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The effects of anticipatory emotions on service satisfaction and behavioral intention

Koenig-Lewis, N. and Palmer, A. (2014) The effects of anticipatory emotions on service satisfaction and behavioral intention. Journal of Services Marketing, 28 (6). pp. 437-451. ISSN 0887-6045

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To link to this item DOI: 10.1108/JSM-09-2013-0244


Purpose – This paper aims to contribute critical discussion about the role of expectations and anticipation in subsequent satisfaction by incorporating anticipated emotions into a model to measure satisfaction. Emotions have provided a foundation for many causative models in marketing, notably advertising, brand development and buyer behavior. However, models of customer satisfaction have been dominated by cognition rather than affect which has been under-researched in this context. Furthermore, a significant omission in the current literature is the impact of affective expectations. Design/methodology/approach – A series of hypotheses relating anticipated and experienced emotions to satisfaction and behavioral intention are tested in the context of a relatively high involvement, hedonistic service encounter in a longitudinal quantitative study involving 304 participants. Findings – The results indicate that the emotions expressed by respondents when thinking about the forthcoming event were significantly associated with post-experience emotions. Furthermore, it was observed that positive emotions had no effect on satisfaction, but there was a significant effect of negative emotions on (dis)satisfaction. Practical implications – The results indicate a complex relationship between emotions, satisfaction and behavioral intention. Implications for management during the pre-consumption phase are discussed, including the benefits to be gained from pre-consumption communication that seeks to engage with consumers by arousing an anticipatory affect. Originality/value – The paper makes a methodological contribution by using longitudinal data rather than retrospectively collected data of emotions, and uses an actual service encounter rather than a hypothetical scenario which has limited many previous studies of emotions.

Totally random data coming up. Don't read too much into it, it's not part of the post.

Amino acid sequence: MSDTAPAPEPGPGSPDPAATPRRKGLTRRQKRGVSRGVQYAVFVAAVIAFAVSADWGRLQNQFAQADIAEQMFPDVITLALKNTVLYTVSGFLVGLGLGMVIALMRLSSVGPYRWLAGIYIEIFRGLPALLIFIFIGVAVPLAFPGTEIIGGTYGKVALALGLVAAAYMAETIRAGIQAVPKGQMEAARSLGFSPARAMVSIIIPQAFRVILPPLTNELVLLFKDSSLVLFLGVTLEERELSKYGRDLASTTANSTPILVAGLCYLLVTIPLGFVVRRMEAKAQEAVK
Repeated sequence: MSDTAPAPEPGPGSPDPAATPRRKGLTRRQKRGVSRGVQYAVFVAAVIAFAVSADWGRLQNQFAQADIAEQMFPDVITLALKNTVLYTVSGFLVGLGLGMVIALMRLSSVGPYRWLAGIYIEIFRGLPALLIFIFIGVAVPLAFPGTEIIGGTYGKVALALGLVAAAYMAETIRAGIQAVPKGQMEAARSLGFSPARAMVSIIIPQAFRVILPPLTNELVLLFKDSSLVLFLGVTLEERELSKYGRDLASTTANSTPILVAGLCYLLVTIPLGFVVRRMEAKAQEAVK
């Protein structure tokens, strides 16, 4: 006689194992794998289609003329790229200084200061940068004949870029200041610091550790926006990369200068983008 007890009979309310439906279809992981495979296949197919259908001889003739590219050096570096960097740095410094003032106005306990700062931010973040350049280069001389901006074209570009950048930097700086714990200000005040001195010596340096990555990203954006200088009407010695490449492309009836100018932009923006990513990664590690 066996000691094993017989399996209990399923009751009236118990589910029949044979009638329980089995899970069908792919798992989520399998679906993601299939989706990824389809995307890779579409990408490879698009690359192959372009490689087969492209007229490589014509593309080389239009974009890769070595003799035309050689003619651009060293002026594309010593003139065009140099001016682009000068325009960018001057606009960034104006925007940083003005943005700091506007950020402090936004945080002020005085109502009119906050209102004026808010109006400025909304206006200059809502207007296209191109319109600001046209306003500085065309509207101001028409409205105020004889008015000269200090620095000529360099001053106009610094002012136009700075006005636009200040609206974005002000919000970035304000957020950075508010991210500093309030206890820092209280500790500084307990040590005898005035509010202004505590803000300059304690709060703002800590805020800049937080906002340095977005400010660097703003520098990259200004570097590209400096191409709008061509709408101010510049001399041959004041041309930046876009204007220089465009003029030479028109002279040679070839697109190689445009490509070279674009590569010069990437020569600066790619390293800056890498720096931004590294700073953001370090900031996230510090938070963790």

Item Type:Article
Divisions:Henley Business School > Marketing and Reputation
ID Code:77499

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